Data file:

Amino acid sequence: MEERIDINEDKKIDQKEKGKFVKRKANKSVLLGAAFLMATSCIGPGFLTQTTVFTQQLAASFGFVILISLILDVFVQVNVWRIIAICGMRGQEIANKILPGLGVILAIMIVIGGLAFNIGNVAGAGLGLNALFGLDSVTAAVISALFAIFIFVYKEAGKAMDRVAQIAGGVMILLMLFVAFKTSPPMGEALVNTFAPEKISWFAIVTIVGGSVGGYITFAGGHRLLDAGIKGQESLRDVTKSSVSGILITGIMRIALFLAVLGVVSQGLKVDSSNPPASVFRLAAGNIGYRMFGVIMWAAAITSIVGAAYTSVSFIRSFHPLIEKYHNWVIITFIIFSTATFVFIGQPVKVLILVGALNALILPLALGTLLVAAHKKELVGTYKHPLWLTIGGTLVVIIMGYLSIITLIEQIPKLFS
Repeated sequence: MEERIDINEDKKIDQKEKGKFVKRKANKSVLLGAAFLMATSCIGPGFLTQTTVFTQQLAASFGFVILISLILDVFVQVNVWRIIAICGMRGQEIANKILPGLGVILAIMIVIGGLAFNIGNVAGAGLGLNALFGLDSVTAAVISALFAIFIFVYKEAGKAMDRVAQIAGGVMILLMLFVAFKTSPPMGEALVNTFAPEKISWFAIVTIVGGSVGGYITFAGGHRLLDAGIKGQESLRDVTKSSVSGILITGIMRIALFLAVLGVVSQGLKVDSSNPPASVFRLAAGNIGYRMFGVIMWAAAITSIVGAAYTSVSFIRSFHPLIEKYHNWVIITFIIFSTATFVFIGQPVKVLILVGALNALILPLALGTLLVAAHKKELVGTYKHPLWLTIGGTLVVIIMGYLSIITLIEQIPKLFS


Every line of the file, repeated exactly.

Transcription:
Amino acid sequence: MEERIDINEDKKIDQKEKGKFVKRKANKSVLLGAAFLMATSCIGPGFLTQTTVFTQQLAASFGFVILISLILDVFVQVNVWRIIAICGMRGQEIANKILPGLGVILAIMIVIGGLAFNIGNVAGAGLGLNALFGLDSVTAAVISALFAIFIFVYKEAGKAMDRVAQIAGGVMILLMLFVAFKTSPPMGEALVNTFAPEKISWFAIVTIVGGSVGGYITFAGGHRLLDAGIKGQESLRDVTKSSVSGILITGIMRIALFLAVLGVVSQGLKVDSSNPPASVFRLAAGNIGYRMFGVIMWAAAITSIVGAAYTSVSFIRSFHPLIEKYHNWVIITFIIFSTATFVFIGQPVKVLILVGALNALILPLALGTLLVAAHKKELVGTYKHPLWLTIGGTLVVIIMGYLSIITLIEQIPKLFS
Repeated sequence: MEERIDINEDKKIDQKEKGKFVKRKANKSVLLGAAFLMATSCIGPGFLTQTTVFTQQLAASFGFVILISLILDVFVQVNVWRIIAICGMRGQEIANKILPGLGVILAIMIVIGGLAFNIGNVAGAGLGLNALFGLDSVTAAVISALFAIFIFVYKEAGKAMDRVAQIAGGVMILLMLFVAFKTSPPMGEALVNTFAPEKISWFAIVTIVGGSVGGYITFAGGHRLLDAGIKGQESLRDVTKSSVSGILITGIMRIALFLAVLGVVSQGLKVDSSNPPASVFRLAAGNIGYRMFGVIMWAAAITSIVGAAYTSVSFIRSFHPLIEKYHNWVIITFIIFSTATFVFIGQPVKVLILVGALNALILPLALGTLLVAAHKKELVGTYKHPLWLTIGGTLVVIIMGYLSIITLIEQIPKLFS